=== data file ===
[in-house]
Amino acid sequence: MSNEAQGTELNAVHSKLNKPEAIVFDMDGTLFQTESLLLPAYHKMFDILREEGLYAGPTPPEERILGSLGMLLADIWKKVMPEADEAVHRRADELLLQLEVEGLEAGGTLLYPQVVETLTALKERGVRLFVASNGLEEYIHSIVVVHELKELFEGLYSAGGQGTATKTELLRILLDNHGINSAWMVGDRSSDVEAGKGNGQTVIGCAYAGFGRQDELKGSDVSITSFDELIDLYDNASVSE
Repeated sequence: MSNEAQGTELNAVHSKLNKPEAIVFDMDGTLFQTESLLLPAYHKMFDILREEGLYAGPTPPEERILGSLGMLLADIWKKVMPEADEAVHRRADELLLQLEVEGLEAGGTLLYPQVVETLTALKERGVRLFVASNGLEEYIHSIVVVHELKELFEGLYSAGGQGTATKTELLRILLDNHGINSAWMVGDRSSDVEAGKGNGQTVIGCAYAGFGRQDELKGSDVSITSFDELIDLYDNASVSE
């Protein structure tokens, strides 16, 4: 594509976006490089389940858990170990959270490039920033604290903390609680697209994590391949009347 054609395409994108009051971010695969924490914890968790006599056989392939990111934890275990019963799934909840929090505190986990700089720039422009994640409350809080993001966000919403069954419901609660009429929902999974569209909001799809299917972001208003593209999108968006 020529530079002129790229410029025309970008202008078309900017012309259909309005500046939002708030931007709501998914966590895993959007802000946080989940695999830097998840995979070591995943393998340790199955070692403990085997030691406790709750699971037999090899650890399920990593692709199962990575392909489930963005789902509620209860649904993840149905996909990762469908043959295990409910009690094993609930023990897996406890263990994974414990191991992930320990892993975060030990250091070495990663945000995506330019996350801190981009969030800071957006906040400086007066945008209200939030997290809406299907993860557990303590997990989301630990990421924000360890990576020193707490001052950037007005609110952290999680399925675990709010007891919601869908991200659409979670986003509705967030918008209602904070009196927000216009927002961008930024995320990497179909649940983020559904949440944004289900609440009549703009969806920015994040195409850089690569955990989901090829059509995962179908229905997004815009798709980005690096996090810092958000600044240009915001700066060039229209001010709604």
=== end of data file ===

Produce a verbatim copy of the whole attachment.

[in-house]
Amino acid sequence: MSNEAQGTELNAVHSKLNKPEAIVFDMDGTLFQTESLLLPAYHKMFDILREEGLYAGPTPPEERILGSLGMLLADIWKKVMPEADEAVHRRADELLLQLEVEGLEAGGTLLYPQVVETLTALKERGVRLFVASNGLEEYIHSIVVVHELKELFEGLYSAGGQGTATKTELLRILLDNHGINSAWMVGDRSSDVEAGKGNGQTVIGCAYAGFGRQDELKGSDVSITSFDELIDLYDNASVSE
Repeated sequence: MSNEAQGTELNAVHSKLNKPEAIVFDMDGTLFQTESLLLPAYHKMFDILREEGLYAGPTPPEERILGSLGMLLADIWKKVMPEADEAVHRRADELLLQLEVEGLEAGGTLLYPQVVETLTALKERGVRLFVASNGLEEYIHSIVVVHELKELFEGLYSAGGQGTATKTELLRILLDNHGINSAWMVGDRSSDVEAGKGNGQTVIGCAYAGFGRQDELKGSDVSITSFDELIDLYDNASVSE
């Protein structure tokens, strides 16, 4: 594509976006490089389940858990170990959270490039920033604290903390609680697209994590391949009347 054609395409994108009051971010695969924490914890968790006599056989392939990111934890275990019963799934909840929090505190986990700089720039422009994640409350809080993001966000919403069954419901609660009429929902999974569209909001799809299917972001208003593209999108968006 020529530079002129790229410029025309970008202008078309900017012309259909309005500046939002708030931007709501998914966590895993959007802000946080989940695999830097998840995979070591995943393998340790199955070692403990085997030691406790709750699971037999090899650890399920990593692709199962990575392909489930963005789902509620209860649904993840149905996909990762469908043959295990409910009690094993609930023990897996406890263990994974414990191991992930320990892993975060030990250091070495990663945000995506330019996350801190981009969030800071957006906040400086007066945008209200939030997290809406299907993860557990303590997990989301630990990421924000360890990576020193707490001052950037007005609110952290999680399925675990709010007891919601869908991200659409979670986003509705967030918008209602904070009196927000216009927002961008930024995320990497179909649940983020559904949440944004289900609440009549703009969806920015994040195409850089690569955990989901090829059509995962179908229905997004815009798709980005690096996090810092958000600044240009915001700066060039229209001010709604």